Tuesday, May 29, 2012
When I first got interested in baseball in the mid 1950's, I started reading every book I could find on the subject. One that particularly impressed me was My Greatest Day in Baseball. As the name suggests it was a collection of brief accounts by baseball greats ranging from Ty Cobb to Mickey Mantle about their most memorable moments.
Included in the many stories were accounts of Memorial Day morning-afternoon doubleheaders at Shibe Park (later Connie Mack Stadium) in Philadelphia between the great Philadelphia Athletic teams and other American League clubs. Although the concept of separate admission, morning-afternoon games was foreign to me, I was certainly aware of holiday games, especially doubleheaders. During the 1950's and 1960's, New York National League and American League teams would typically play two games (one admission) on the three major holidays of the summer season - Memorial Day, July 4th and Labor Day.
In researching early 19th century base ball, I've realized that holiday games have always been part of the game, but in New Jersey, at least, the first holiday associated with base ball is not one we would expect. Of course, two of the summer season holidays didn't exist before the Civil War and I have seen few accounts of New Jersey teams playing matches on July 4th. In fact, the holiday that first encompassed base ball games on any regular basis was Thanksgiving.
As noted in previous posts, match play didn't get started until June and then went on as long as the weather permitted. There are multiple accounts of New Jersey clubs taking time on Thanksgiving Day for a match or to play a few "practice" innings probably as a sort of formal way to close out the season.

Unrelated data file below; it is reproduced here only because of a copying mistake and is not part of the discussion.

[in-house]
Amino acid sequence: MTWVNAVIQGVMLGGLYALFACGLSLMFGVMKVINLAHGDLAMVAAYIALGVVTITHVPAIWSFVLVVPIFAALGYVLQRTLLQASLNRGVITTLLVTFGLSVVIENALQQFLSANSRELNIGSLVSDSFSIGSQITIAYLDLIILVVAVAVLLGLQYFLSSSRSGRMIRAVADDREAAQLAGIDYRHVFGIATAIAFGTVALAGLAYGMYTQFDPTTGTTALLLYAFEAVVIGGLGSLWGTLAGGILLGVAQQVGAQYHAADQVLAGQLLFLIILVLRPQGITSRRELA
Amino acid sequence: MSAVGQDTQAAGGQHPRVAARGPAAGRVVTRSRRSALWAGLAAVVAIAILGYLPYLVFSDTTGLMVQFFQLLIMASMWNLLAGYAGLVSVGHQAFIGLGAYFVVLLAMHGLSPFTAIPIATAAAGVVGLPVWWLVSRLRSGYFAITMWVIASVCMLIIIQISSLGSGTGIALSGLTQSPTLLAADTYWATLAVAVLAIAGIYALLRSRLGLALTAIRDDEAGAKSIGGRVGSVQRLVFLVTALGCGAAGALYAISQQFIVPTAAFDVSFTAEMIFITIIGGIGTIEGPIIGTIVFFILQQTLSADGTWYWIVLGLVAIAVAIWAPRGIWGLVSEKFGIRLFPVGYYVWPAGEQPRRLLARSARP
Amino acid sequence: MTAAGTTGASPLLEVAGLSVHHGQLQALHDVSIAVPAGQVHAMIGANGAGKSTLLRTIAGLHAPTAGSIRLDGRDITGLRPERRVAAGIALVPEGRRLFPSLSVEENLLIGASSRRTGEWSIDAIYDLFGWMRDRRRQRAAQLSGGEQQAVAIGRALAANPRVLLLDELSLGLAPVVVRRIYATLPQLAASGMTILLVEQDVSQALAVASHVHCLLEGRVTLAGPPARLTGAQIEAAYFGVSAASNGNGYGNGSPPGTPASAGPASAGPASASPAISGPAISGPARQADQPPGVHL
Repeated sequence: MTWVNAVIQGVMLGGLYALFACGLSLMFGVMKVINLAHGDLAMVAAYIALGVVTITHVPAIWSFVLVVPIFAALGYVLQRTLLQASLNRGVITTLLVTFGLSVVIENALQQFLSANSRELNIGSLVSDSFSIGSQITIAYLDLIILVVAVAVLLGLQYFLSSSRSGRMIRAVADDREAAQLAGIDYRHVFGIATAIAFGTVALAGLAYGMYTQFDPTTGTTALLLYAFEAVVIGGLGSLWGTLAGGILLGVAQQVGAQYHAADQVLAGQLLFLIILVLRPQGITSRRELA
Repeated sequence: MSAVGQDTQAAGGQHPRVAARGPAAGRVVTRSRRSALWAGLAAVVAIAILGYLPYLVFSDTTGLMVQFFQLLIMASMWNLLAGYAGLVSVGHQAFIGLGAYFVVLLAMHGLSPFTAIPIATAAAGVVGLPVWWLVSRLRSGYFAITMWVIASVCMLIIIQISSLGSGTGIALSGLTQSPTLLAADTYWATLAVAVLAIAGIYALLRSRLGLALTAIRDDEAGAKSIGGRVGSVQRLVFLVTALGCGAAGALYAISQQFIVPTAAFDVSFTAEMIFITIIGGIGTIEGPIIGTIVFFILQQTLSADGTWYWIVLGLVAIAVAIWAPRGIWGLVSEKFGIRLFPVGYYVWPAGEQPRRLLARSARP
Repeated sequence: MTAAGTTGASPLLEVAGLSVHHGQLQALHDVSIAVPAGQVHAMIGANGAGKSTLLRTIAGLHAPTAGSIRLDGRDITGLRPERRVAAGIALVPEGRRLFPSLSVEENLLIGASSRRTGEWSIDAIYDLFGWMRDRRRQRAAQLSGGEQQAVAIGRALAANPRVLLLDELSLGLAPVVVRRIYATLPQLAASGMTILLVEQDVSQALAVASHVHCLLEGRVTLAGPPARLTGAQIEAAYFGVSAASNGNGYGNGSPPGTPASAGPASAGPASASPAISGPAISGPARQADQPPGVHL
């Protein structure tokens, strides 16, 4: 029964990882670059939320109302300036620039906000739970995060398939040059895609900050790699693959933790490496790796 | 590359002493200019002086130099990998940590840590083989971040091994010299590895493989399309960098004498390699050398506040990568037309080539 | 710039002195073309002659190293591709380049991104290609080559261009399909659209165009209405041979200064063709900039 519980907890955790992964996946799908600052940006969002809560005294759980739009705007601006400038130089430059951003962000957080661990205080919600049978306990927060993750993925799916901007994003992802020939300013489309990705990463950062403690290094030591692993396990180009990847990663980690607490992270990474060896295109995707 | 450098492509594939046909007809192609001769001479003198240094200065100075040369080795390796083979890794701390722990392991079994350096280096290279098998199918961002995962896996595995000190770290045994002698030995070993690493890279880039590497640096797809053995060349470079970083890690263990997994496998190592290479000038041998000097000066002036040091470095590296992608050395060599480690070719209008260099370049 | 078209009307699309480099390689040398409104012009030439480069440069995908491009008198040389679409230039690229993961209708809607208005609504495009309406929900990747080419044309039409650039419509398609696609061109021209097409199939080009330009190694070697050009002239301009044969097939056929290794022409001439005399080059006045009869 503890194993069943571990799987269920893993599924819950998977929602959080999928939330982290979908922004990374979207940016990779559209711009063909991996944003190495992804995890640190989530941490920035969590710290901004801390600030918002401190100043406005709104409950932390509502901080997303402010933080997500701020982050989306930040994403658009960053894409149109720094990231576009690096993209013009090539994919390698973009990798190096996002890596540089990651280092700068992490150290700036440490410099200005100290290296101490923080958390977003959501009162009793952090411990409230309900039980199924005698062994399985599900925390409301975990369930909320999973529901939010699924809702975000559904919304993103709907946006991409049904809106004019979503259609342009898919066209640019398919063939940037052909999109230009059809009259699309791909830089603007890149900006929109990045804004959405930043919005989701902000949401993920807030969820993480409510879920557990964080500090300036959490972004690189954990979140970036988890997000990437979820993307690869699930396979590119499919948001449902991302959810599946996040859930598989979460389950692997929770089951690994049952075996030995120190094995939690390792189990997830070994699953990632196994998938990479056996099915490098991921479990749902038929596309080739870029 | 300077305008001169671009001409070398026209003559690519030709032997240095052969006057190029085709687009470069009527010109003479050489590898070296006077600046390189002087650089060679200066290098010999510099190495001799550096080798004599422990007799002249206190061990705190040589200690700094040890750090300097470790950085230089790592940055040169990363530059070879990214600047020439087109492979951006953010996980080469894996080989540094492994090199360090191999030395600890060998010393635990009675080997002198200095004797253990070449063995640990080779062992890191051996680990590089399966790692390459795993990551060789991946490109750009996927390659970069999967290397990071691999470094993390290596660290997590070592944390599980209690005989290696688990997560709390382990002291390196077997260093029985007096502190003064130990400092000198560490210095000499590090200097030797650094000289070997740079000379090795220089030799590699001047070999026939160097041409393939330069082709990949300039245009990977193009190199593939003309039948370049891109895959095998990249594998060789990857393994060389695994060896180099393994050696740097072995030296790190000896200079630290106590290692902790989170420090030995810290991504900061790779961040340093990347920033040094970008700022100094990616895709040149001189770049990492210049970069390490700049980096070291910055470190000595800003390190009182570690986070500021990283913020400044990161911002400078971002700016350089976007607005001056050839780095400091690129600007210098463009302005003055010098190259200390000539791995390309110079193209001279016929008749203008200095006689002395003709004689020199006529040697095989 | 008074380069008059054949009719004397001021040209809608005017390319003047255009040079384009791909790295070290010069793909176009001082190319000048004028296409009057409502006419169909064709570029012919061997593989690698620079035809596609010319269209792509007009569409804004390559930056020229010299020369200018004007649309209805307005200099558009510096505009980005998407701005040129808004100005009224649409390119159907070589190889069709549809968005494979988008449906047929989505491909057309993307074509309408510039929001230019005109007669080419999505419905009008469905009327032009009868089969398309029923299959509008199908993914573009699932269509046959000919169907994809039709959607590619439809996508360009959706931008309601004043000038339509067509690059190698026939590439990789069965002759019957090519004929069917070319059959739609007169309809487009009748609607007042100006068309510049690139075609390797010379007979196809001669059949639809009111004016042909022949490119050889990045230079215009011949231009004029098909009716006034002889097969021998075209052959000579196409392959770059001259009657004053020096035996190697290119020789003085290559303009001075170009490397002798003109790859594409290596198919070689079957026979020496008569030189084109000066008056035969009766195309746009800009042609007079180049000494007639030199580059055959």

While historical accuracy is a prime value of the Flemington Neshanock, it hasn't extended to Thanksgiving Day matches. Our contribution to holiday base ball was yesterday's third annual Memorial Day match with the Newtown Strakes of Newtown, Pennsylvania. Technically a muffin team because they only play one game a year, in reality the Strakes are formidable opponents. Like the prior two contests, the match was tightly contested, but the Neshanock prevailed 13-9 to take a 2-1 lead in the series. Having played 13 matches in the season's first two months, the Neshanock will now take a well deserved break until a June 16th match at one of base ball's most sacred sites - Hoboken, New Jersey. There will, of course, be other posts in the interim, beginning with a look at vintage base ball 1867 style later this week.